Recently published on Pubmed.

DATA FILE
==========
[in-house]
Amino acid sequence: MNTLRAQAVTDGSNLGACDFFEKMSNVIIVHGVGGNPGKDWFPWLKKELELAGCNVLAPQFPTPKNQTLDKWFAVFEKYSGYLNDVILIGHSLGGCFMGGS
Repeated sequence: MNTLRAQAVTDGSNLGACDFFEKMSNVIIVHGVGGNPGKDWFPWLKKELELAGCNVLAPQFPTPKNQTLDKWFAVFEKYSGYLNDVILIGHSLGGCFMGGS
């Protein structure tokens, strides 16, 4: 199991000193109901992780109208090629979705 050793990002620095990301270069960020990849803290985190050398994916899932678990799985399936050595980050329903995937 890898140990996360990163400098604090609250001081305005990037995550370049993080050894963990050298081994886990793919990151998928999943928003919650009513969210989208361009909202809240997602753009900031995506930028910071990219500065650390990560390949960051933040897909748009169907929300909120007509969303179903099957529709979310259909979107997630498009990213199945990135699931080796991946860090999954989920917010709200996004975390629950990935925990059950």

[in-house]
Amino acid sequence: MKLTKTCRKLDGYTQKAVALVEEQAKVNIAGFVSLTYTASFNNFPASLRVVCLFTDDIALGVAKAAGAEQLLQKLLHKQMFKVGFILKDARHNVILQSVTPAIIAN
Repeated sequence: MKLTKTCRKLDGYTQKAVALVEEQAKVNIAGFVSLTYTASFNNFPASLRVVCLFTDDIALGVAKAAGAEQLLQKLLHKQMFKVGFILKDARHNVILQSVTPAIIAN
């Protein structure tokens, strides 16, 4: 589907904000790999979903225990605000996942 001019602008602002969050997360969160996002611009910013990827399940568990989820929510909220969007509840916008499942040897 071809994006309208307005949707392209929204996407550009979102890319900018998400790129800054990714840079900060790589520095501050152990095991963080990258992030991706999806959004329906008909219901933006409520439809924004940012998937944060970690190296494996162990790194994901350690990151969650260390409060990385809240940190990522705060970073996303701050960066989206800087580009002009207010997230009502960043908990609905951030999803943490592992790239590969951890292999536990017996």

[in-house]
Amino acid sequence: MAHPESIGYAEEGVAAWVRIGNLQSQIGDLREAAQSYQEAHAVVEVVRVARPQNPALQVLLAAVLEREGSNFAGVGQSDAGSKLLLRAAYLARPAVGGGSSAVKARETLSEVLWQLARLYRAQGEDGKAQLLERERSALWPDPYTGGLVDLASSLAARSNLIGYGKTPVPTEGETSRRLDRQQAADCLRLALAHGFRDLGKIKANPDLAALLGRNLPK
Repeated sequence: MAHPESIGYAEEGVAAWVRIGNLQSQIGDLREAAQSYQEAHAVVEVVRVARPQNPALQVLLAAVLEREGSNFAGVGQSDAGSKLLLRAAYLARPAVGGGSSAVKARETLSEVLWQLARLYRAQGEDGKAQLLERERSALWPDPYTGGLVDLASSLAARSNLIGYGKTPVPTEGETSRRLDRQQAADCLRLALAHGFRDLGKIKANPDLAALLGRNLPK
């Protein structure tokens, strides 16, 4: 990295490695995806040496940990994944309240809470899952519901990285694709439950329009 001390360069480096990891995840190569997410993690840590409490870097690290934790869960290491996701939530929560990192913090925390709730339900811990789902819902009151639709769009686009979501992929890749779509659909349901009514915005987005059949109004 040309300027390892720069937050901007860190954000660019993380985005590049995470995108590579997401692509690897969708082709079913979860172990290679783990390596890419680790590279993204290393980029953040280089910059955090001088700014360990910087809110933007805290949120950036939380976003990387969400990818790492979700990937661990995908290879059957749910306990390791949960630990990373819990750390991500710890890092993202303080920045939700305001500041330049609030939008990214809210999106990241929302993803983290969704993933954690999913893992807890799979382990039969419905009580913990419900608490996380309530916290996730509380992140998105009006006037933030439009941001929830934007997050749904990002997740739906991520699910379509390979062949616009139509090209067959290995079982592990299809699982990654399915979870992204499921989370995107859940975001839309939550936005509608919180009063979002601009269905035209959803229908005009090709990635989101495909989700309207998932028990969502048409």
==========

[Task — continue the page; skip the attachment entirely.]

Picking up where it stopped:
Mitochondrial respiratory chain (RC) diseases and congenital disorders of glycosylation (CDG) share extensive clinical overlap but are considered to have distinct cellular pathophysiology. Here, we demonstrate that an essential physiologic connection exists between cellular N-linked deglycosylation capacity and mitochondrial function. Following identification of altered muscle and liver mitochondrial amount and function in two children with a CDG subtype caused by NGLY1 deficiency, we evaluated mitochondrial physiology in NGLY1 disease human fibroblasts, and in NGLY1-knockout mouse embryonic fibroblasts and C. elegans. Across these distinct evolutionary models of cytosolic NGLY1 deficiency, a consistent disruption of mitochondrial physiology was present involving modestly reduced mitochondrial content with more pronounced impairment of mitochondrial membrane potential, increased mitochondrial matrix oxidant burden, and reduced cellular respiratory capacity. Lentiviral rescue restored NGLY1 expression and mitochondrial physiology in human and mouse fibroblasts, confirming that NGLY1 directly influences mitochondrial function. Overall, cellular deglycosylation capacity is shown to be a significant factor in mitochondrial RC disease pathogenesis across divergent evolutionary species.

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